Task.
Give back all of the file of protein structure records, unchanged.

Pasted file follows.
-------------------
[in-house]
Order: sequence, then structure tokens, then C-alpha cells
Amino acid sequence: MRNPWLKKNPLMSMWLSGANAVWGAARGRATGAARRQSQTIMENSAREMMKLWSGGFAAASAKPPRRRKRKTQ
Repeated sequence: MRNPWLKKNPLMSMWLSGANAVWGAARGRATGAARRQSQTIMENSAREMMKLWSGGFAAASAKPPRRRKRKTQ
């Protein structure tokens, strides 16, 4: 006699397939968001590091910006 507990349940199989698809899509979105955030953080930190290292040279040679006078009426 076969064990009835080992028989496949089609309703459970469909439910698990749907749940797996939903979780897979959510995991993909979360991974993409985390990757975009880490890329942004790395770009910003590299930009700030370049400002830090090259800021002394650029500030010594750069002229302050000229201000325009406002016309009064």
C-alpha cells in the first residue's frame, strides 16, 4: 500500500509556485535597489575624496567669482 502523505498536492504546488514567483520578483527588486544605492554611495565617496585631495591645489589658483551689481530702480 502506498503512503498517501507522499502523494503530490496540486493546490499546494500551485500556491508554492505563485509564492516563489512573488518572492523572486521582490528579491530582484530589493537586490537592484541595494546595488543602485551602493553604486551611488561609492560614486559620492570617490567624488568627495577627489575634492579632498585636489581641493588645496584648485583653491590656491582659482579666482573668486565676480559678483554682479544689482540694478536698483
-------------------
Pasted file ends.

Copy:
[in-house]
Order: sequence, then structure tokens, then C-alpha cells
Amino acid sequence: MRNPWLKKNPLMSMWLSGANAVWGAARGRATGAARRQSQTIMENSAREMMKLWSGGFAAASAKPPRRRKRKTQ
Repeated sequence: MRNPWLKKNPLMSMWLSGANAVWGAARGRATGAARRQSQTIMENSAREMMKLWSGGFAAASAKPPRRRKRKTQ
């Protein structure tokens, strides 16, 4: 006699397939968001590091910006 507990349940199989698809899509979105955030953080930190290292040279040679006078009426 076969064990009835080992028989496949089609309703459970469909439910698990749907749940797996939903979780897979959510995991993909979360991974993409985390990757975009880490890329942004790395770009910003590299930009700030370049400002830090090259800021002394650029500030010594750069002229302050000229201000325009406002016309009064």
C-alpha cells in the first residue's frame, strides 16, 4: 500500500509556485535597489575624496567669482 502523505498536492504546488514567483520578483527588486544605492554611495565617496585631495591645489589658483551689481530702480 502506498503512503498517501507522499502523494503530490496540486493546490499546494500551485500556491508554492505563485509564492516563489512573488518572492523572486521582490528579491530582484530589493537586490537592484541595494546595488543602485551602493553604486551611488561609492560614486559620492570617490567624488568627495577627489575634492579632498585636489581641493588645496584648485583653491590656491582659482579666482573668486565676480559678483554682479544689482540694478536698483